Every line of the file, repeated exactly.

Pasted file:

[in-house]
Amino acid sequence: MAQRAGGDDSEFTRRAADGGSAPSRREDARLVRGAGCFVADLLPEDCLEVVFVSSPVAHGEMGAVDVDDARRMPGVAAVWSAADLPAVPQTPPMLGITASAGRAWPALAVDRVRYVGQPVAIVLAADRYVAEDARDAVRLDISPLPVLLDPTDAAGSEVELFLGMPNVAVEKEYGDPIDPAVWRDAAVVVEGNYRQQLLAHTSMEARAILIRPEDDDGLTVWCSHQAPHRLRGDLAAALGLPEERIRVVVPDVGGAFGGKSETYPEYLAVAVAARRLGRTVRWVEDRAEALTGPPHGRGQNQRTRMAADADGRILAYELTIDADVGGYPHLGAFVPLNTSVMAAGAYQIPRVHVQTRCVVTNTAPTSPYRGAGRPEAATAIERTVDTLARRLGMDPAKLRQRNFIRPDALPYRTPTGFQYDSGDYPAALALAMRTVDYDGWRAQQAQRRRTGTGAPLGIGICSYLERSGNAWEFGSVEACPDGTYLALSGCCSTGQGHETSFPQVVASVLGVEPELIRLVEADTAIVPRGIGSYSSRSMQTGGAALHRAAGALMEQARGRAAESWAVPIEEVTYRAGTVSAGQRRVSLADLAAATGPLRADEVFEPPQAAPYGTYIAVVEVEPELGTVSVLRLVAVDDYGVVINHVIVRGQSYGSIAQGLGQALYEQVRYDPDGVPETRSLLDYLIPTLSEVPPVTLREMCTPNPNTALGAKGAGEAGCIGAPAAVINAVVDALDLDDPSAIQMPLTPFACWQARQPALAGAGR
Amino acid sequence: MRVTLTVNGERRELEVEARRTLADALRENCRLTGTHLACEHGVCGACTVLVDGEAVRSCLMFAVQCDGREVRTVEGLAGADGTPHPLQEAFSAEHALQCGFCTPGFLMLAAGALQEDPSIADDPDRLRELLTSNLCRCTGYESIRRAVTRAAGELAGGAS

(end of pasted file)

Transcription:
[in-house]
Amino acid sequence: MAQRAGGDDSEFTRRAADGGSAPSRREDARLVRGAGCFVADLLPEDCLEVVFVSSPVAHGEMGAVDVDDARRMPGVAAVWSAADLPAVPQTPPMLGITASAGRAWPALAVDRVRYVGQPVAIVLAADRYVAEDARDAVRLDISPLPVLLDPTDAAGSEVELFLGMPNVAVEKEYGDPIDPAVWRDAAVVVEGNYRQQLLAHTSMEARAILIRPEDDDGLTVWCSHQAPHRLRGDLAAALGLPEERIRVVVPDVGGAFGGKSETYPEYLAVAVAARRLGRTVRWVEDRAEALTGPPHGRGQNQRTRMAADADGRILAYELTIDADVGGYPHLGAFVPLNTSVMAAGAYQIPRVHVQTRCVVTNTAPTSPYRGAGRPEAATAIERTVDTLARRLGMDPAKLRQRNFIRPDALPYRTPTGFQYDSGDYPAALALAMRTVDYDGWRAQQAQRRRTGTGAPLGIGICSYLERSGNAWEFGSVEACPDGTYLALSGCCSTGQGHETSFPQVVASVLGVEPELIRLVEADTAIVPRGIGSYSSRSMQTGGAALHRAAGALMEQARGRAAESWAVPIEEVTYRAGTVSAGQRRVSLADLAAATGPLRADEVFEPPQAAPYGTYIAVVEVEPELGTVSVLRLVAVDDYGVVINHVIVRGQSYGSIAQGLGQALYEQVRYDPDGVPETRSLLDYLIPTLSEVPPVTLREMCTPNPNTALGAKGAGEAGCIGAPAAVINAVVDALDLDDPSAIQMPLTPFACWQARQPALAGAGR
Amino acid sequence: MRVTLTVNGERRELEVEARRTLADALRENCRLTGTHLACEHGVCGACTVLVDGEAVRSCLMFAVQCDGREVRTVEGLAGADGTPHPLQEAFSAEHALQCGFCTPGFLMLAAGALQEDPSIADDPDRLRELLTSNLCRCTGYESIRRAVTRAAGELAGGAS